Morphologic Diagnosis:  

Left and right globes: Ganglioneuroma



Contributor Comment:  

A diagnosis of ganglioneuroma is made based on the presence of the well differentiated neuronal and spindle neoplastic cell populations within the mass. Reported tumors of nerve cell origin within the peripheral nervous system of fish are rare and include schwannomas, neurilemmomas, retinoblastomas and ganglioneuromas. Ganglioneuromas are associated with spinal ganglia in both marine and freshwater species, and are typically reported within body cavities(6) and in association with gill filaments and the root of the tail fin(1). These tumors are soft, pale and whitish and sometimes lobulated. The histologic features of this tumor include a classic single or grouped neoplastic ganglion cell with prominent vesicular chromatin and eosinophilic nucleoli, separated by interlacing fascicles of spindle neoplastic cells. Unlike retinoblastomas, ganglioneuromas do not exhibit rosette formation, and unlike schwannomas, they contain neuronally differentiated cells. Neoplasms of the retina in fish have been reported in association with exposure to methylazoxymethanol experimentally(2, 5). The species in which this tumor more frequently occurs include cats, pigs, cattle, dogs and horses, as well as reports of cockatiels and rats. The bilateral origin of the tumor in this case suggests an underlying genetic predisposition, which may be analogous to that of retinoblastomas.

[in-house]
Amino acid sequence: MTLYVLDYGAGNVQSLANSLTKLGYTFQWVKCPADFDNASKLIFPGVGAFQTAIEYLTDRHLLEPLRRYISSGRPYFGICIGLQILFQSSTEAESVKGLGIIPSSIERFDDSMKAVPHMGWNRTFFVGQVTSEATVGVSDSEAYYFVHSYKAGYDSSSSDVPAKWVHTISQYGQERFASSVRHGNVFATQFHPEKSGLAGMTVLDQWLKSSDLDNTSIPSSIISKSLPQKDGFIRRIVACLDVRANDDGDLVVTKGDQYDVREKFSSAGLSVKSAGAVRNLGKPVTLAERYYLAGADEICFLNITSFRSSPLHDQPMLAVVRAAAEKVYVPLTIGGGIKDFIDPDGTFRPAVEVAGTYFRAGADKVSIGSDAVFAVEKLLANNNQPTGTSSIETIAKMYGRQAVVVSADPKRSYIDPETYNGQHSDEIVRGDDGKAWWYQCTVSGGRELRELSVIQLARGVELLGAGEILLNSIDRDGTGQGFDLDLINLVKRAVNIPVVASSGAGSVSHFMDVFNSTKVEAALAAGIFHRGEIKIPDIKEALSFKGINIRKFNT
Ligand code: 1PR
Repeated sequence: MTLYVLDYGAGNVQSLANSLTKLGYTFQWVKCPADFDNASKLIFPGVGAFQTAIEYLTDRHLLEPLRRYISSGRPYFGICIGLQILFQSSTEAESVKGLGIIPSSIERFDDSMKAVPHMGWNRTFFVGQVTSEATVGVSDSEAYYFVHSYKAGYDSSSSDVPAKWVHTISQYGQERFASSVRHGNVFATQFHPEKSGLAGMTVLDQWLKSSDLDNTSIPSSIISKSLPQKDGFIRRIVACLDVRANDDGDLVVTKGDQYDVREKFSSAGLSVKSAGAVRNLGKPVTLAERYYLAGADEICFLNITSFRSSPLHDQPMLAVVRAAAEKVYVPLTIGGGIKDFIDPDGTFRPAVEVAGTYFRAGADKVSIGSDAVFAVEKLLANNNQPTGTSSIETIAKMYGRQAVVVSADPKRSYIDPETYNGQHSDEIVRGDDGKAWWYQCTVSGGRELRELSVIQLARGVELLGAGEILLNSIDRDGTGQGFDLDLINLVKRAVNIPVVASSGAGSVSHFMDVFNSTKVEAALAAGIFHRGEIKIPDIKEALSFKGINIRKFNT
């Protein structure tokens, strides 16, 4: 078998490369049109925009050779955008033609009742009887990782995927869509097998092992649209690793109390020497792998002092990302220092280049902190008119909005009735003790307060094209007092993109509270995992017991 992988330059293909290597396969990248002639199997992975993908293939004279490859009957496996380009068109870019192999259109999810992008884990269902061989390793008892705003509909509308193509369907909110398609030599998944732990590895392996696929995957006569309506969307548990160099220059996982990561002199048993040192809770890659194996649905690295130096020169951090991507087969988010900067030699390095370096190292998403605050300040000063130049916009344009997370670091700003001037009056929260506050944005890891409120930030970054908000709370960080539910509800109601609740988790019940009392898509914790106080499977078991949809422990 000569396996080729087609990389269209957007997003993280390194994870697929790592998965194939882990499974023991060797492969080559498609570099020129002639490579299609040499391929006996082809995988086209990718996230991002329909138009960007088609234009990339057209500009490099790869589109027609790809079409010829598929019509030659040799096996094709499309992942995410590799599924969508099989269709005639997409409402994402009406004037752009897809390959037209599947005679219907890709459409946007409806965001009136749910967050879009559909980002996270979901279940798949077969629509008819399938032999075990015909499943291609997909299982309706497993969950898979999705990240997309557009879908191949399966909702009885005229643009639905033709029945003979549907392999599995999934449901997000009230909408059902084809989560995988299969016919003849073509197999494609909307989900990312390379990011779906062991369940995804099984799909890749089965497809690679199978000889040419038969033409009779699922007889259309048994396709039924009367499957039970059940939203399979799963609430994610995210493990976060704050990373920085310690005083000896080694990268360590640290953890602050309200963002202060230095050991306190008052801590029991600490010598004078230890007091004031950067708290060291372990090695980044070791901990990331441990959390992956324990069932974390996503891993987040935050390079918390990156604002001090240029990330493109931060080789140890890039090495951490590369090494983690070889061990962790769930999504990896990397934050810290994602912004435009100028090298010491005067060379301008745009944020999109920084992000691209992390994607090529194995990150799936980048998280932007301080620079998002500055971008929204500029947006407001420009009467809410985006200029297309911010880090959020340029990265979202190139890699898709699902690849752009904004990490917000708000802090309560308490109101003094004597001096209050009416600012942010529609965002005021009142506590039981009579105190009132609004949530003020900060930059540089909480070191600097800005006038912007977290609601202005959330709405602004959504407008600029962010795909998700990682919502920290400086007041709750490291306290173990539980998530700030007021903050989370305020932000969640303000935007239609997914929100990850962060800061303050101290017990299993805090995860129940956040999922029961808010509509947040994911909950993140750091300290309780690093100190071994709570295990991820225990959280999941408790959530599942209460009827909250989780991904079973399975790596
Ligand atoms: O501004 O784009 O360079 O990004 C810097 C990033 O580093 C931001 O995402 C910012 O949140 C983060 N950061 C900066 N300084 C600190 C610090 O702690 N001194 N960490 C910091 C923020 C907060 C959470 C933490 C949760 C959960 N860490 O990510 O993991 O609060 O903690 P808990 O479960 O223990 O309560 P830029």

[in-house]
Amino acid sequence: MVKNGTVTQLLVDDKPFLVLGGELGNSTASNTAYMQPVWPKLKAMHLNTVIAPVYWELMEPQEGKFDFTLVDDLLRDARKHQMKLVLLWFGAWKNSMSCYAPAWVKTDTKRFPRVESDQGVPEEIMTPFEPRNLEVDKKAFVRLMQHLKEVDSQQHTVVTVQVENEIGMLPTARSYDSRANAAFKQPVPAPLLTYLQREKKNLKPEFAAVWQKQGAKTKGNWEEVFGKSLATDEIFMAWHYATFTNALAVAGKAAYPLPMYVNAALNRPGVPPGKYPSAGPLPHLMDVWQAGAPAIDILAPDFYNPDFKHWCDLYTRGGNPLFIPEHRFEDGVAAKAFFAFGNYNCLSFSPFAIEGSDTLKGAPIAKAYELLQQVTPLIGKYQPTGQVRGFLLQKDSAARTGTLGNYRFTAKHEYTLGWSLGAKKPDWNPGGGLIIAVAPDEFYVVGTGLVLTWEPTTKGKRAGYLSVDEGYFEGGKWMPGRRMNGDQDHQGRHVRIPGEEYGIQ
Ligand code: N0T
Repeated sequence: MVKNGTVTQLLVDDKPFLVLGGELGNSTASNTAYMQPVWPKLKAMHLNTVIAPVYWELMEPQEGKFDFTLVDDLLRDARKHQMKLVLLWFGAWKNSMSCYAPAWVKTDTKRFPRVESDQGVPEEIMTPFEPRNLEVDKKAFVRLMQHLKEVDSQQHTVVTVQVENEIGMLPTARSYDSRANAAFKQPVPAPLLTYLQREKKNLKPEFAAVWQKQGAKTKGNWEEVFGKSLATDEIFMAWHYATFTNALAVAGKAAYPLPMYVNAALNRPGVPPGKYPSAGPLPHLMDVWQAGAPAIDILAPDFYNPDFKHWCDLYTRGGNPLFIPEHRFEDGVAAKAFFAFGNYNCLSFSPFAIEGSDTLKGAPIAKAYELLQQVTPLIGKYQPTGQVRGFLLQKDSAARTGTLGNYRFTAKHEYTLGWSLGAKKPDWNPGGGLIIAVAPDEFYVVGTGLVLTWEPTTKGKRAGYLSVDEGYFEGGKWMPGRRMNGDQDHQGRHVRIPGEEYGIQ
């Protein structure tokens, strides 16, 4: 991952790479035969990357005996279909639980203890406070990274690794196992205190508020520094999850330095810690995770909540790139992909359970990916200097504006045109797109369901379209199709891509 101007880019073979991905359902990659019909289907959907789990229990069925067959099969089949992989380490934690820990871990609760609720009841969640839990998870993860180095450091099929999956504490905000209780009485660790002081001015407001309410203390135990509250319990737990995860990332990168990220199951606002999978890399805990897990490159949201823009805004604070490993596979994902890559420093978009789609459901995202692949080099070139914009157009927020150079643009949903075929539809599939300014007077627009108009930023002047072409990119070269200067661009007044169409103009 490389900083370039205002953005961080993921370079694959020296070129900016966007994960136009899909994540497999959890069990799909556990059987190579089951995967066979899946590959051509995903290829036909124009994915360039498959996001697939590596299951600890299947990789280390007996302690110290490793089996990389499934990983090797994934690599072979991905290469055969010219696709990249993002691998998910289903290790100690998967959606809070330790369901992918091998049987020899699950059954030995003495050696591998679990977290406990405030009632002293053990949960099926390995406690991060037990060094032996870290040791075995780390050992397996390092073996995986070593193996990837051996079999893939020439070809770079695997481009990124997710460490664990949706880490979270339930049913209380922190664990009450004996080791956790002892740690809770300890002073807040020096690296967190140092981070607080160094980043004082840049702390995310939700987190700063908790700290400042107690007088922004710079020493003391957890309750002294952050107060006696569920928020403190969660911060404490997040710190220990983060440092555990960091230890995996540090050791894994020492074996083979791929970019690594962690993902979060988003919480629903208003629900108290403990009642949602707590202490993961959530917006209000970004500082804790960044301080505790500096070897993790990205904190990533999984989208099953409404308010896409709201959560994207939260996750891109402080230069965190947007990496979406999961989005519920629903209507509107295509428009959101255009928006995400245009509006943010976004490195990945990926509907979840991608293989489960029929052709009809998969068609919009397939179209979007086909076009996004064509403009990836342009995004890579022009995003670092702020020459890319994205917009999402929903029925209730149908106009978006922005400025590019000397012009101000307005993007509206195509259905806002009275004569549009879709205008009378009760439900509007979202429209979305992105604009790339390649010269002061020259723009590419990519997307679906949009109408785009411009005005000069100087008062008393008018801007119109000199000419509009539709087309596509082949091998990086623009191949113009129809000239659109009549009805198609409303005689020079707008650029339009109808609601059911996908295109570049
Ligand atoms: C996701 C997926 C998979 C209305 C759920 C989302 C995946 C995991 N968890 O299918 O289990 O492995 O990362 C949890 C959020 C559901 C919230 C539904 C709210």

Immunohistochemical staining with GFAP and vimentin was performed. Few foci of cellular processes within the spindloid cell population in the neoplasm were positive for GFAP, and there was positive internal control staining within the optic nerve. Vimentin staining, however, was negative for neuronal and spindle cells and there was no positive internal control staining within the optic nerve or elsewhere in the tissue.

JPC Diagnosis: